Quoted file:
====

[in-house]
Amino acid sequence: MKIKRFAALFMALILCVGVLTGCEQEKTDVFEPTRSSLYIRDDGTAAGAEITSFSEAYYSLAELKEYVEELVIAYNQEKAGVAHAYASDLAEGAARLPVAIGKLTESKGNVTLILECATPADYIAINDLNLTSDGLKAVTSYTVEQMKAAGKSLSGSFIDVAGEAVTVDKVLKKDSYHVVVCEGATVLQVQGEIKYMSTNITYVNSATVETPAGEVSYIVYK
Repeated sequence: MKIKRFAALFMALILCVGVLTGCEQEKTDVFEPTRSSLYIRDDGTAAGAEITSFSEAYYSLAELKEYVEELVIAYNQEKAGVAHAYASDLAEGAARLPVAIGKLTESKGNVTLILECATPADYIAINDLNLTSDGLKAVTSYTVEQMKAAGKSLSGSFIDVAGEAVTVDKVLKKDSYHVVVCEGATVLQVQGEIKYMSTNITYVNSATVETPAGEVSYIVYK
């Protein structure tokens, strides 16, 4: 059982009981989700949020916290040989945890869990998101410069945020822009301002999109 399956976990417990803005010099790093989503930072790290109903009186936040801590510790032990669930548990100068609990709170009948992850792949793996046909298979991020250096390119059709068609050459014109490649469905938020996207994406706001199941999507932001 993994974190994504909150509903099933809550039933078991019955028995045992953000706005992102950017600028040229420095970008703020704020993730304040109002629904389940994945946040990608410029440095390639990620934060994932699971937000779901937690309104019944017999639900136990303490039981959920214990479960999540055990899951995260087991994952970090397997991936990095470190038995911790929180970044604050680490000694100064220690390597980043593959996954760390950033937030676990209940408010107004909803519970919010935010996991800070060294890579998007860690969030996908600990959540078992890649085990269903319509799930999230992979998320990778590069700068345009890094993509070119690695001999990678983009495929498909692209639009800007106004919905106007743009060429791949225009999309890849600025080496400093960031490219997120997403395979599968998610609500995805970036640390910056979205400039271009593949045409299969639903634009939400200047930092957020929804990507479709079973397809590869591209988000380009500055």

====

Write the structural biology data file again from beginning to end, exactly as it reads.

[in-house]
Amino acid sequence: MKIKRFAALFMALILCVGVLTGCEQEKTDVFEPTRSSLYIRDDGTAAGAEITSFSEAYYSLAELKEYVEELVIAYNQEKAGVAHAYASDLAEGAARLPVAIGKLTESKGNVTLILECATPADYIAINDLNLTSDGLKAVTSYTVEQMKAAGKSLSGSFIDVAGEAVTVDKVLKKDSYHVVVCEGATVLQVQGEIKYMSTNITYVNSATVETPAGEVSYIVYK
Repeated sequence: MKIKRFAALFMALILCVGVLTGCEQEKTDVFEPTRSSLYIRDDGTAAGAEITSFSEAYYSLAELKEYVEELVIAYNQEKAGVAHAYASDLAEGAARLPVAIGKLTESKGNVTLILECATPADYIAINDLNLTSDGLKAVTSYTVEQMKAAGKSLSGSFIDVAGEAVTVDKVLKKDSYHVVVCEGATVLQVQGEIKYMSTNITYVNSATVETPAGEVSYIVYK
């Protein structure tokens, strides 16, 4: 059982009981989700949020916290040989945890869990998101410069945020822009301002999109 399956976990417990803005010099790093989503930072790290109903009186936040801590510790032990669930548990100068609990709170009948992850792949793996046909298979991020250096390119059709068609050459014109490649469905938020996207994406706001199941999507932001 993994974190994504909150509903099933809550039933078991019955028995045992953000706005992102950017600028040229420095970008703020704020993730304040109002629904389940994945946040990608410029440095390639990620934060994932699971937000779901937690309104019944017999639900136990303490039981959920214990479960999540055990899951995260087991994952970090397997991936990095470190038995911790929180970044604050680490000694100064220690390597980043593959996954760390950033937030676990209940408010107004909803519970919010935010996991800070060294890579998007860690969030996908600990959540078992890649085990269903319509799930999230992979998320990778590069700068345009890094993509070119690695001999990678983009495929498909692209639009800007106004919905106007743009060429791949225009999309890849600025080496400093960031490219997120997403395979599968998610609500995805970036640390910056979205400039271009593949045409299969639903634009939400200047930092957020929804990507479709079973397809590869591209988000380009500055």